A Review of
Robert A. J. Gagnon, The Bible and Homosexual Practice: Texts and Hermeneutics
(Nashville: Abingdon, 2001. 520 pages. $49.00.)
Professor of New Testament, Columbia Theological Seminary
Let me be clear at the outset about my presuppositions. I believe it unlikely that the church will welcome gay and lesbian Christians into full membership in the church solely or even largely on the basis of exegetical arguments. It has been my experience that people’s minds are changed when their hearts are changed, that altered perspectives do not become intellectual until they are existential. The remarkable shift in attitude we have witnessed in the North American church during the past quarter-century has come not from books about the Bible or ethics but as a result of relationships between gay and straight believers who have borne witness to each other about the grace of God in their lives.
Robert Gagnon’s The Bible and Homosexual Practice is a book that will impress people who already agree with him and confirm to them the rightness of their position. It is not likely to persuade people who disagree with him to change their minds. That said, it is a book worth knowing about.
Gagnon’s is one of three volumes chosen by the United Methodist Publishing House to stimulate conversation about homosexuality in advance of the UMC’s 2000 General Conference. The Loyal Opposition: Struggling with the Church on Homosexuality, edited by Tex Sample and Amy DeLong, and Where the Spirit Leads: The Evolving Views of United Methodists on Homosexuality, by James Rutland Wood, appeared that year. But neither is as large or complex a project as Gagnon’s, which is why his took over a year longer to produce. Instead of figuring in the Methodist debate, then, Gagnon now contributes to the Presbyterian conversation about Amendment A, an appropriate turn of events since he is himself Presbyterian and serves on the faculty of Pittsburgh Theological Seminary. This is an impressive volume, encyclopedic in its scope, detailed in its argumentation, and massive in its documentation. It may well be, as its champions have claimed, that The Bible and Homosexual Practice will become the standard academic work against homosexuality. Kenneth Bailey refers to it and its title is featured in the Presbyterian Coalition promotional video currently making the rounds of presbyteries.
In his introduction, Gagnon says he speaks at some personal risk and only for the greater good of the church that is jeopardized by the possibility that moral standards for Christians might deteriorate to include any state but heterosexual marriage and celibacy. The anxious tone of this introduction is revealing, I think. First, Gagnon acknowledges that he writes from a minority stance both within the guild of biblical scholars and among Presbyterian professors of Bible. Second, he is aware that his position may not carry the day in the church and this strikes him as nothing short of dire. A “potentially irreversible change in the morality of mainline denominations” is at stake. That urgency fuels the tone of every paragraph.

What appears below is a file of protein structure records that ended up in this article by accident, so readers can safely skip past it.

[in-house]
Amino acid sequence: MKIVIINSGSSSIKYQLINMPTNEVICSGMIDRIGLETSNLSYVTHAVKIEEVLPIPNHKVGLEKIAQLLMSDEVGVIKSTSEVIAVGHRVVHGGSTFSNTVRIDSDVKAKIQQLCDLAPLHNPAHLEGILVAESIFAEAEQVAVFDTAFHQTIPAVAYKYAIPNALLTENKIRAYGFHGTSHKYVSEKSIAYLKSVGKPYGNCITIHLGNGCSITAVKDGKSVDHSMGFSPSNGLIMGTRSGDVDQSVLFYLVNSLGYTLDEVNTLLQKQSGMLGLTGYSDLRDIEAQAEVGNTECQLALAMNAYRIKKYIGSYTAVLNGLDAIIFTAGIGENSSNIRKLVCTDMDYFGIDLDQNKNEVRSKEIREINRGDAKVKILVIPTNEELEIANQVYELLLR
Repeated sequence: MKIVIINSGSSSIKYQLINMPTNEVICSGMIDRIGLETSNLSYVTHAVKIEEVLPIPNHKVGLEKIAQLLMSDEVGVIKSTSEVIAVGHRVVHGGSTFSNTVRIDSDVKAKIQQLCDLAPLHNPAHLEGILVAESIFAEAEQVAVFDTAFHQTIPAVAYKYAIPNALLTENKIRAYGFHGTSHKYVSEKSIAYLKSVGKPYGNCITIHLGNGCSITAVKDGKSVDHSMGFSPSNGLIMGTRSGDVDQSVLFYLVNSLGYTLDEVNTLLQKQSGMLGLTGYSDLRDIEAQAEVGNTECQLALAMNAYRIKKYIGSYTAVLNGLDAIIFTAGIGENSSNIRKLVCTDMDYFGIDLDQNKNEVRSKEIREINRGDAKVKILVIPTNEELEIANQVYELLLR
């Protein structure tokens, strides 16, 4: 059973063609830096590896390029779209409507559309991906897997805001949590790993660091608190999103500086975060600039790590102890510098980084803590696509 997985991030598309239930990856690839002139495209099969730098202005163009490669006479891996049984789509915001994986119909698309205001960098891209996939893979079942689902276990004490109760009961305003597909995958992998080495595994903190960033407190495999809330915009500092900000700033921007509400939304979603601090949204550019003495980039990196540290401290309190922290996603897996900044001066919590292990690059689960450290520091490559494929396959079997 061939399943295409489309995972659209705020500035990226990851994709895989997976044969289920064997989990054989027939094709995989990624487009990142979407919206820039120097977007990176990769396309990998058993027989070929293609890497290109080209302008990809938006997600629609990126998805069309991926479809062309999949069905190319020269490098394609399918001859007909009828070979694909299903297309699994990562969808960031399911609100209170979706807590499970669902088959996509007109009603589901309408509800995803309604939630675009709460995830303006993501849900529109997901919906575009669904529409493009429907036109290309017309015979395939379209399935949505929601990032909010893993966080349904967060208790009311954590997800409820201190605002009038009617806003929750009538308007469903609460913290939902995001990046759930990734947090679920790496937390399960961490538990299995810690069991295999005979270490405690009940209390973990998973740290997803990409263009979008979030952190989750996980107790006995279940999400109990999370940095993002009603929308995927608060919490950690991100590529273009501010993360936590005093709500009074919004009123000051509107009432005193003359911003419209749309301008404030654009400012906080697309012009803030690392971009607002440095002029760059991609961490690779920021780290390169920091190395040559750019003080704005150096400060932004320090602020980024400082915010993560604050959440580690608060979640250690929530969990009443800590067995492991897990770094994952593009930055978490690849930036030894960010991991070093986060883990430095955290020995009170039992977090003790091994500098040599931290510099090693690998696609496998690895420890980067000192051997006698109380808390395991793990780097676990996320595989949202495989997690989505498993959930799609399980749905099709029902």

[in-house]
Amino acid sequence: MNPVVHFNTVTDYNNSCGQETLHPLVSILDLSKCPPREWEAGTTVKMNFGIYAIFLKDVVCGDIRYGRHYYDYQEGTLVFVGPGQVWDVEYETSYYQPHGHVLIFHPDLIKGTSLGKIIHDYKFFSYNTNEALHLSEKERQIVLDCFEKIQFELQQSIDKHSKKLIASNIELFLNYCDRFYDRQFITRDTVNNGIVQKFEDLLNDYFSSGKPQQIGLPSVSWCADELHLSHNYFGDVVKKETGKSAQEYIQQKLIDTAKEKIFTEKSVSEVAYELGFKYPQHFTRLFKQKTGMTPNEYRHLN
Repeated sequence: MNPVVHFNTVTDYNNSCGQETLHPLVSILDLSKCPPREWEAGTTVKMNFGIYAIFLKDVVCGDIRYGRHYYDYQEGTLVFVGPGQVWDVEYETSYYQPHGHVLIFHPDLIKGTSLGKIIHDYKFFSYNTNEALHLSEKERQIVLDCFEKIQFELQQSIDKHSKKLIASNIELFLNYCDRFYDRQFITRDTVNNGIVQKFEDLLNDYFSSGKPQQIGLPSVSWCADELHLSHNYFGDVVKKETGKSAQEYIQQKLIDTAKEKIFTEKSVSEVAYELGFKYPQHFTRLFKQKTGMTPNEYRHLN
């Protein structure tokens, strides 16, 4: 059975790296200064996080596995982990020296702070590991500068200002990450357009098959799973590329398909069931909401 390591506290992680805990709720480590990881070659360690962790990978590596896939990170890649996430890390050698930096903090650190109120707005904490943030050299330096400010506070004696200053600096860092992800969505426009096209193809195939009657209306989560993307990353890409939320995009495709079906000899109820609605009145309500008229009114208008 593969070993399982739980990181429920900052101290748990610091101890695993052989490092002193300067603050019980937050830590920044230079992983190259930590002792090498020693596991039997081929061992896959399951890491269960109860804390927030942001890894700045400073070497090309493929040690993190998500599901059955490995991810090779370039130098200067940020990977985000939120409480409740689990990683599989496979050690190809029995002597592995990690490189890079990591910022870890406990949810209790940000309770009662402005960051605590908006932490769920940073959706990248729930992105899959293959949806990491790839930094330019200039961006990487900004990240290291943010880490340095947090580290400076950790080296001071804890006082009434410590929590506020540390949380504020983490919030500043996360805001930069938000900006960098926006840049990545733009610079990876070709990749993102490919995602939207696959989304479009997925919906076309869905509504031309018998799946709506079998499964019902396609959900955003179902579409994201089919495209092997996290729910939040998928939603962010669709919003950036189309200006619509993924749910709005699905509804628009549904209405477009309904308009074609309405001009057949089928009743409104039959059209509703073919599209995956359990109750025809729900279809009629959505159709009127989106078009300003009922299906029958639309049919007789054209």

The book contains four chapters that investigate attitudes toward same-sex intercourse in ancient Israel, early Judaism, and the early church. A fifth chapter discusses what Gagnon calls “the hermeneutical relevance” of the exegetical conclusions he draws. There is much here that is familiar to those who know the conversation, and some that is new or at least newly revived.
The bottom line for Gagnon is that the Bible speaks unequivocally and unambiguously of homosexual intercourse as sin. Gagnon treats the texts most commonly invoked (Leviticus 18:22; 20:13; Romans 1:26-27; 1 Corinthians 6:9; 1 Timothy 1:10), and argues, often quite cogently, that revisionist attempts to redeem those passages are unsuccessful. Similarly, he places on the same level of importance texts that are today frequently excluded from the conversation, such as the story of Sodom and Gomorrah (Genesis 19:4-11) and its parallel, the Levite’s concubine (Judges 19:22-25). Both, he says, manifestly condemn not rape generally but homosexual rape specifically, and so are properly relevant. Gagnon even includes texts that seldom appear in the modern debate, notably the story of the sin of Ham (Genesis 9:20-27).